Sayonara Zetsubo Sensei makes the argument that the hikikomori complex is an elaborate form of aversion. In fact, all the people portrayed in the show are slightly dysfunctional and avoid facing reality in certain ways, and it is this backdrop which forms an excellent basis for equating the two. The title character continually reacts to life by fantasizing about suicide, relentlessly genki girl Kakufa Fuura reacts to everything negative by reimagining it as something bizarrely and improbably “positive,” the counselor hates helping people and does not willingly give of herself despite her job as school counselor, and so on.
The show deals directly with hikikomori in episode two, wherein they visit the house of Komori Kiri, the shut-in. Like all names in Sayonara Zetsubo Sensei, this is a play on words: Hikikomori is the Japanese term used to designate people who shut themselves in their rooms and avoid social contact. True to form, Komori is shown in her room watching anime, with tankobon and DVDs piled up all around her.
The Japanese tend to insist that certain phenomena are uniquely Japanese, and hikikomori is no exception. Saito Tamaki, who coined the phrase, estimated that as many as 1% of Japanese may exhibit this condition. While that number seems small, it works out to as much as one-tenth of Japanese adolescents. (As this crude estimate was based on his observation that there were at least as many hikikomori as schizophrenics, the obviousness of hikikomori may lead to a higher reporting rate and thus inflation of the estimate.)
Withdrawal from society may simplistically be seen as an extreme reaction to societal demands. Added to this, for otaku, is the desirability of the unreal: as Katsuragi Keima says in The World God Only Knows, the virtual world is ideal and pure, whereas reality is comparatively muddy and tainted. Who wouldn’t want to live in a better world?
And yet the hikikomori does nothing that is not understandable within the broader context of aversion. People do this all the time who have nothing in common with hikikomori: they avoid strange relatives, obnoxious acquaintances, and debt collectors. They neglect unpleasant chores. This done by the well-socialized as well as the socially inept. At the broadest level, not wanting to deal with some portions of life is not unique to the Japanese or any other group – it is a universal human experience. However, the hikikomori who shuts herself in is not bothering to hide her inability or unwillingness to deal with certain aspects of life. Since society, particularly Japanese society, is largely based on the maintenance of illusions, this constitutes a fundamental break with the accepted rules.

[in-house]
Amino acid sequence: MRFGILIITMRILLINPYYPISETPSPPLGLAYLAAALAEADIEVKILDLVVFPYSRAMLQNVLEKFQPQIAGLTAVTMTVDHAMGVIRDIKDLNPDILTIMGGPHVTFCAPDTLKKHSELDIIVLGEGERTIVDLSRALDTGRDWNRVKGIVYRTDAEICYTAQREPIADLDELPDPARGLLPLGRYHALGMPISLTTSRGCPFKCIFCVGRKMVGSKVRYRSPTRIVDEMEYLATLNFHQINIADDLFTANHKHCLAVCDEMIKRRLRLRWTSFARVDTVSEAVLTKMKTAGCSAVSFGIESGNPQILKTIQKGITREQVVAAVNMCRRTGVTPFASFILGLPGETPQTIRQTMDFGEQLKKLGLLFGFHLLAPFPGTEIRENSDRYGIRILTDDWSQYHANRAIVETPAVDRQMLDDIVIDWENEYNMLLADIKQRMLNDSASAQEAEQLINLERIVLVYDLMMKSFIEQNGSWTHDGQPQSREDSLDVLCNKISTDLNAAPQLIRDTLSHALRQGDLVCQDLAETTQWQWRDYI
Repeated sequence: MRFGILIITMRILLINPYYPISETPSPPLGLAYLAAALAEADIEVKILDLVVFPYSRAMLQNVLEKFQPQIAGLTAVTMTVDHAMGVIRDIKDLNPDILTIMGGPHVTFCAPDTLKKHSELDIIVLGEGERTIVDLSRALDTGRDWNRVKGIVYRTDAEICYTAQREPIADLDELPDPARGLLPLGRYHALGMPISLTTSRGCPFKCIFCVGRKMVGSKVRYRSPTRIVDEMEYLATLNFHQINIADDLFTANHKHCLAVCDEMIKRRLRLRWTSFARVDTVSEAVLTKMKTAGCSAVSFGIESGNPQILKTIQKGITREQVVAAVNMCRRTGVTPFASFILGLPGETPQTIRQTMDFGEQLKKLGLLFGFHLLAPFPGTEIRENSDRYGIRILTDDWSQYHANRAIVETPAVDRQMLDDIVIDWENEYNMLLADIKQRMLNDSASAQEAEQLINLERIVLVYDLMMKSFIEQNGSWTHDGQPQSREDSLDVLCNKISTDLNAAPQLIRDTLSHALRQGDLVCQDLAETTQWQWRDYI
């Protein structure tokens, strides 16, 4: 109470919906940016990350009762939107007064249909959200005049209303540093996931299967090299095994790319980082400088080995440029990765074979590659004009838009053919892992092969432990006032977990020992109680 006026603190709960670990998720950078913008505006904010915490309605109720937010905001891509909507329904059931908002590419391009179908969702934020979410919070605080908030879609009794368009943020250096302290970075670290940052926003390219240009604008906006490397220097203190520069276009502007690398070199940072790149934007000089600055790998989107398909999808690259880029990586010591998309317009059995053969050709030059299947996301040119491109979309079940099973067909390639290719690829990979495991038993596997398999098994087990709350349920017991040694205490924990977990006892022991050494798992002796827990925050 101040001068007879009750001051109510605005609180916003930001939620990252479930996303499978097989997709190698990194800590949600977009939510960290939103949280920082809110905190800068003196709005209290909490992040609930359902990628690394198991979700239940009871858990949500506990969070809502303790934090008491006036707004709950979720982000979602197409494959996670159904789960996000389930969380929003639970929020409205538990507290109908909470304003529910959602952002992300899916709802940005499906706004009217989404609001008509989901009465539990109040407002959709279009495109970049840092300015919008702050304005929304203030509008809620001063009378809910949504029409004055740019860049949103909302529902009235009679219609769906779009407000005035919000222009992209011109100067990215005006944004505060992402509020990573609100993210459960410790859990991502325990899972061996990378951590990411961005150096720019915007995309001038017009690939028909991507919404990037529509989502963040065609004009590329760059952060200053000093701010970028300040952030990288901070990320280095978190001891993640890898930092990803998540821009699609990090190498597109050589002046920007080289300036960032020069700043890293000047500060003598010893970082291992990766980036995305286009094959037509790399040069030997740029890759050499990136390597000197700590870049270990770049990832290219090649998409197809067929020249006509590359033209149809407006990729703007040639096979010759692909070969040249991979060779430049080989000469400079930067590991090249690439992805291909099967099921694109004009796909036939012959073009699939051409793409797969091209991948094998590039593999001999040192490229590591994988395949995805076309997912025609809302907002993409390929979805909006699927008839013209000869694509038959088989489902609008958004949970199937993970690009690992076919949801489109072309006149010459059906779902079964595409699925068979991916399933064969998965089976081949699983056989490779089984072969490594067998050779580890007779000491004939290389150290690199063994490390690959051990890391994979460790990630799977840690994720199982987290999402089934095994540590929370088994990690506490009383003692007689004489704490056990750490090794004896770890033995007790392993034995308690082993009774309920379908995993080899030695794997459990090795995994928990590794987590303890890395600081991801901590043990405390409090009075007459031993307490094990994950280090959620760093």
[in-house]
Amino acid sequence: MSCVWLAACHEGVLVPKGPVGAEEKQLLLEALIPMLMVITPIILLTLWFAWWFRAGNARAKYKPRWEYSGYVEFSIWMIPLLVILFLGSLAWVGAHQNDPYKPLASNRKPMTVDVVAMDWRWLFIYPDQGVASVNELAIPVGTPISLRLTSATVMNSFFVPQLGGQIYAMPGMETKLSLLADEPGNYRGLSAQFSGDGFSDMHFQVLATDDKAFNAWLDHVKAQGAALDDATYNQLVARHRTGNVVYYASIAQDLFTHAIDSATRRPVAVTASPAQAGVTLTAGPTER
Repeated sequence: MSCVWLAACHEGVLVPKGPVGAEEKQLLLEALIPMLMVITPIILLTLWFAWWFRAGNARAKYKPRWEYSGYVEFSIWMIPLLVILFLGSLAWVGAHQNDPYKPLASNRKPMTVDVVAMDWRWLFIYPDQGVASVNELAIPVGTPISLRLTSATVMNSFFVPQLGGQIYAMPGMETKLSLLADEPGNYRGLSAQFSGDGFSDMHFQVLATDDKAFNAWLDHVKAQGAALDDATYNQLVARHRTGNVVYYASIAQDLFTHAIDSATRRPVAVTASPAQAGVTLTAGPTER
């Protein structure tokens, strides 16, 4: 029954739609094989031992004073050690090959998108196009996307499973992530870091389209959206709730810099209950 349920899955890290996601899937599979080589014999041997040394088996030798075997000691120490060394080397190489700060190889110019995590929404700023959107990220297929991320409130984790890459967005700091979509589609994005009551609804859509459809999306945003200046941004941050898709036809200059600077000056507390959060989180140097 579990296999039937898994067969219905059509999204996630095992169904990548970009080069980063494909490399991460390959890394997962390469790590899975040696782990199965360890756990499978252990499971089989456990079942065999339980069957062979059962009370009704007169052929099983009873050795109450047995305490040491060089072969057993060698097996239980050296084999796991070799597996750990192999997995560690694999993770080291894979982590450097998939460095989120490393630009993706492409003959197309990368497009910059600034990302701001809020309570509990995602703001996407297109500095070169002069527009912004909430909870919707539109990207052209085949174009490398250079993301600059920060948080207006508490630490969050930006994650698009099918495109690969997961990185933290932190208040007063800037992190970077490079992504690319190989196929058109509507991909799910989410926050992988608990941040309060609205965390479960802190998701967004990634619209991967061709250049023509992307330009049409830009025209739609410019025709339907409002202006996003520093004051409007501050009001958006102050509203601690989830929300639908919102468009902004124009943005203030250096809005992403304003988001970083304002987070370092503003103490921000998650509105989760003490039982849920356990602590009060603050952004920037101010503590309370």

What is so wrong about that? Hikikomori have basically said, “To hell with these social rules that don’t benefit me!” Perhaps one who does not follow the rules, especially in an Asian society that places tremendous value on order, is viewed as frightening because they are fundamentally unpredictable. Ironically enough, there are plenty of people who nominally follow the rules that are arguably far more dangerous: con men and politicians come to mind. But it is because they follow the letter of the rules so well that they are wrapped in the impermeable cloak of respectability, whereas hikikomori, by nature, do not acknowledge any need for public relations.
During the Melody of Oblivion arc where Toune is introduced, viewers are shown a boy standing on the edge of town day and night, not eating, not drinking, not sleeping. His incongruous and inexplicable existence is a challenge to the poorly-constructed reality of village life. The villagers, reacting to this, ignore or demonize him. Similarly, the hikikomori who stands outside the rules of society – who refuses to play nice with others even at personal cost – is shunned and villified. It is ironic, then, that hikikomori are not alone in their estrangement from society. But perhaps the supreme irony is that the hikikomori’s aversion of society is ultimately mirrored by society’s aversion of the hikikomori.